Rise of the Ableist Supermen

There was a time when I was critical of people who, in my perception, wasted time on trivial things. This was always in conjunction with them complaining that they had no time for seemingly more important tasks. Taking 30 minutes to cook a meal, for example, was declared to  be impossible. Reading was a luxury they didn’t have enough hours in the day for. But in the next breath they invariably talked about how many hours they spent binge-watching Netflix, playing an MMO, or just dorking around on social media. I would like to offer my apologies. Sincerely. I was not aware that in holding those views, I was enabling the harmful myth of the ableist supermen.

A few days ago a well-known writer in my publishing niche tweeted out that he was tired of people saying they can’t find time to write. When he was starting out, he worked 70 hours a week. He got up at 5 am every morning and went to a coffee shop. That’s how he wrote his first two books. The post was tone-deaf, cringey, and incredibly condescending . The implication was one familiar to all of us with physical or mental health issues, or just complicated life situations: you’re lazy. You say you can’t, but you only need to try harder. It was easy for me, so I don’t understand why it’s so difficult for you.

I’m Trying to Be Kinder

It’s been a while since I’ve regularly posted about my daily word count and such. I realized that I was making some people feel bad. This is my full-time job. While I do have to deal with depression, anxiety, and executive dysfunction, I get to allocate a significant number of spoons to writing. Working from home I have the luxury of going and taking a nap if I need one. Being self-employed, I can flex my work schedule to suit my needs as long as I meet my deadline. I recognize that this is a privilege. It is unreasonable for most people to be a prolific as I am, because I am in an incredibly fortunate situation.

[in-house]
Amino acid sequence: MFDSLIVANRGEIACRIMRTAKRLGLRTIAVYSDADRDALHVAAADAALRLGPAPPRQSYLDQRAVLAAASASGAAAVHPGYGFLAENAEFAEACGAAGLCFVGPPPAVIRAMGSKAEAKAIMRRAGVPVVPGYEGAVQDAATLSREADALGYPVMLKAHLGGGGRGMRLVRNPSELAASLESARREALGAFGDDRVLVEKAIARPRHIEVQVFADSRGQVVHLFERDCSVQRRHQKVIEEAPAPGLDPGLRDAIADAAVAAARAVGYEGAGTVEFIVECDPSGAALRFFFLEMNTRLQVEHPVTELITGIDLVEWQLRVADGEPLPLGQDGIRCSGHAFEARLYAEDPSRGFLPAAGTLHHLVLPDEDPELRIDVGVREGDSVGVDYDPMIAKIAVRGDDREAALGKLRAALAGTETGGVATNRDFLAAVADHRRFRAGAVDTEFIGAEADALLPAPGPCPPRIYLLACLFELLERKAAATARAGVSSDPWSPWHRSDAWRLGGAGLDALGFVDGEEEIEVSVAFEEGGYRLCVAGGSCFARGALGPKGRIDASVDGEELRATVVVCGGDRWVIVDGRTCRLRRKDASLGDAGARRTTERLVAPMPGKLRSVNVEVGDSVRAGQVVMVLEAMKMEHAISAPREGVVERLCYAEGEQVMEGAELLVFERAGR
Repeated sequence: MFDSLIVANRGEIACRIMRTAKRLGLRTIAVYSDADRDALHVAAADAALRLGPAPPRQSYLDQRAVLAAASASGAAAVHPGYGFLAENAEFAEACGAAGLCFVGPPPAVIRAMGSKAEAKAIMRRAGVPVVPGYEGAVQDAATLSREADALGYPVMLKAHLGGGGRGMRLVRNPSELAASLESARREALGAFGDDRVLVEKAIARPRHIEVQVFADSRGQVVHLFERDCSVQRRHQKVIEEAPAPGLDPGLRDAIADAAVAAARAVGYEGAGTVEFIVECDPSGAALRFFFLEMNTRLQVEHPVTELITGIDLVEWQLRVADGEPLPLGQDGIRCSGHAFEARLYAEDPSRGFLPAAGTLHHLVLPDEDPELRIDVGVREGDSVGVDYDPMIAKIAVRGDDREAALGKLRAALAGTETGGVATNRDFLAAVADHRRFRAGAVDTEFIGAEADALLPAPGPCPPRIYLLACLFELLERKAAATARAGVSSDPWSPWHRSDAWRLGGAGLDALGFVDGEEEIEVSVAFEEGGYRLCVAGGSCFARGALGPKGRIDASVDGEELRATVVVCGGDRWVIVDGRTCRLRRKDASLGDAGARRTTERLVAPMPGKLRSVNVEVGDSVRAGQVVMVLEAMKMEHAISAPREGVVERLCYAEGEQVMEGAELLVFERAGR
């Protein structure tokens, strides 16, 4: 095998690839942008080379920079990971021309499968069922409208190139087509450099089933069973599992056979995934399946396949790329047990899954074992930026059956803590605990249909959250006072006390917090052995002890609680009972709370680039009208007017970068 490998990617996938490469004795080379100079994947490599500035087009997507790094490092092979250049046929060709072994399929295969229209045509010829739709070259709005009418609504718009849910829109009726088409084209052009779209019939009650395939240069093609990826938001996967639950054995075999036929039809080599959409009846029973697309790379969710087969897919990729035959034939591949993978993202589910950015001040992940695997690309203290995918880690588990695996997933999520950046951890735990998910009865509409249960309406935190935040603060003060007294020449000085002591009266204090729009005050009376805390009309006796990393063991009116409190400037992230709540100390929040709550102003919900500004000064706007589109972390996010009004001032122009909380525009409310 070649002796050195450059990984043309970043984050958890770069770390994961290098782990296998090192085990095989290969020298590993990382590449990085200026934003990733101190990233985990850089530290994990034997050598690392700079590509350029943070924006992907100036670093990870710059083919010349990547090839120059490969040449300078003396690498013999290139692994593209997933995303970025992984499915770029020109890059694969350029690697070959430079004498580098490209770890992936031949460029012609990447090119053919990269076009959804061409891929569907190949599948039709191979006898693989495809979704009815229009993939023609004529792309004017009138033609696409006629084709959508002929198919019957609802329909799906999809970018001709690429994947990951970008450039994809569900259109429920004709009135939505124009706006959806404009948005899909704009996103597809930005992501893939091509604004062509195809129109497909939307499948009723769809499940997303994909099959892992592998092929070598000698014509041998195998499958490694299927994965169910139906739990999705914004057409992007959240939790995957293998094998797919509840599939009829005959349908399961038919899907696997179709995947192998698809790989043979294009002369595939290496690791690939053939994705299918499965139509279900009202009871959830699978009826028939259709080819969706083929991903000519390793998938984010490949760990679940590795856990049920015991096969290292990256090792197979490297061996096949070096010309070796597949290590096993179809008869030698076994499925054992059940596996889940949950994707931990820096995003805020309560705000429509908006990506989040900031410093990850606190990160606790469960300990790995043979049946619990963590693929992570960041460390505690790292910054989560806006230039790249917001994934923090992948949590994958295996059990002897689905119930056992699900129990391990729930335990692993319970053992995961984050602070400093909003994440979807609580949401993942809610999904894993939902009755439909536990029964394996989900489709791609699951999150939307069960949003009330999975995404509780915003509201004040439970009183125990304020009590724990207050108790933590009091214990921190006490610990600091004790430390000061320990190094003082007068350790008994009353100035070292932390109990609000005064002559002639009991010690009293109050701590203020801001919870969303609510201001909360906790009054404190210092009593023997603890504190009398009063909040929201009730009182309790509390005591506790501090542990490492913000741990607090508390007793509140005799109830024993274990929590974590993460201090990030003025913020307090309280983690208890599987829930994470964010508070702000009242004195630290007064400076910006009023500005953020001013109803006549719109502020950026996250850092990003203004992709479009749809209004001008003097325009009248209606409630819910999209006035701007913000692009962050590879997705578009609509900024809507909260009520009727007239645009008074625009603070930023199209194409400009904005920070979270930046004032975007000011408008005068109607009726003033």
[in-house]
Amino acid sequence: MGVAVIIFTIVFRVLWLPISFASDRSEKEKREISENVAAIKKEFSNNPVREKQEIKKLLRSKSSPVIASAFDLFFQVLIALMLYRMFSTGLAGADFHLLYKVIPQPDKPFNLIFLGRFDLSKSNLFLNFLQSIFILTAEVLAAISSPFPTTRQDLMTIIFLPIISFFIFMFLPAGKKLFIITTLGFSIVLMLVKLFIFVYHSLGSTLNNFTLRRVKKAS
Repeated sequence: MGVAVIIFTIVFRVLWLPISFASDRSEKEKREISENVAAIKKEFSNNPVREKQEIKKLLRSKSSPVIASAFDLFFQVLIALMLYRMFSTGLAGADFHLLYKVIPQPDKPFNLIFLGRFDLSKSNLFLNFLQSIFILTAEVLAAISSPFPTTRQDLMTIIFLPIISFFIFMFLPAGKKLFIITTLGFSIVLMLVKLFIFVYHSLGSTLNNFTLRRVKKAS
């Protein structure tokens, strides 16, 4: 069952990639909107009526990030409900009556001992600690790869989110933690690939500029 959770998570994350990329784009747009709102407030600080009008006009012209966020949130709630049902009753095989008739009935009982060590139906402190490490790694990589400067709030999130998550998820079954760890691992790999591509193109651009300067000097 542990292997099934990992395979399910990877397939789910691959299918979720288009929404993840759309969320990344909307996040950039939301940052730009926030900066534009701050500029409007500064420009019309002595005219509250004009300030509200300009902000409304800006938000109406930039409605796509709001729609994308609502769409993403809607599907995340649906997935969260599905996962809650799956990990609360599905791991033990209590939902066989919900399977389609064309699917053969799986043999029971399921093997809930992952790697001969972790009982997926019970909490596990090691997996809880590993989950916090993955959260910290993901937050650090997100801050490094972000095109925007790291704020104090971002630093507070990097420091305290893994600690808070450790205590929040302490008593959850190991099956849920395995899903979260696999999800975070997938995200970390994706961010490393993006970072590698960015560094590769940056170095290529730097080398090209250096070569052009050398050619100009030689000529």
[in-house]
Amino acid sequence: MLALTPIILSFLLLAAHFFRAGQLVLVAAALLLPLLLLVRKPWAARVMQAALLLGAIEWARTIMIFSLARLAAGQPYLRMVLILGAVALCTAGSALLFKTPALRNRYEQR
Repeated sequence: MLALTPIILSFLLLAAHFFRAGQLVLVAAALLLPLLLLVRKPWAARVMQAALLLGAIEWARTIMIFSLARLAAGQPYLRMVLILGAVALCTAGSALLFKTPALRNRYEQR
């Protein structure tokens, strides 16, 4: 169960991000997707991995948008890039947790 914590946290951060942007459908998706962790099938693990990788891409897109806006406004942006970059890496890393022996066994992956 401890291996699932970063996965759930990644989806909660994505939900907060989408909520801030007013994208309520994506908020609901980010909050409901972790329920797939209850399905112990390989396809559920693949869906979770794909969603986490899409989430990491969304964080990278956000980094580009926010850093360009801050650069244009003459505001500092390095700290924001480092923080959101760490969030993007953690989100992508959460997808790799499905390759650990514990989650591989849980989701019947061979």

As my own issues have progressed, I have also learned to be less judgmental of how other people spend their time. If there are days when all you can manage to do is play Mario Kart, or stream a whole season of a show, or eat frozen pizza, well, I get that now. It’s almost noon as I’m writing this, and I’ve been up since 6 am. Six hours and three cups of strong cups of coffee later, I’m still groggy. I’m pushing through, but it’s not easy and it’s not fun. There are days when I can’t do more than stare into space, trying to focus. I fear that a time will come when I won’t be able to do this any more.

Rise of the Ableist Supermen

Teddy Roosevelt nailed it in two quotes. First, “Comparison is the thief of joy”. Hey, if you can work the equivalent of two full-time jobs and still have the spoons to get up before dawn to work on your book, good on you. That’s not me, and I’m not going to be shamed for it.

The other quote is “Do what you can, with what you have, where you are”. I try to optimize my schedule for productivity, but a lot of my bullet journaling, scheduling, and note taking is just an attempt to be baseline functional. Find what works for you. Recognize your limitations, because we all have them. Make the most of what you’ve got, but don’t beat yourself up if that varies from day to do. Love yourself, be proud of your accomplishments, and don’t let the ableist supermen get you down.

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3 Replies to “Rise of the Ableist Supermen

    1. I wrote a blog post about it rather than responding on Twitter because I knew the transitive property of asshole would kick in (i.e. by pointing out that he was being an asshole, I would become the asshole).

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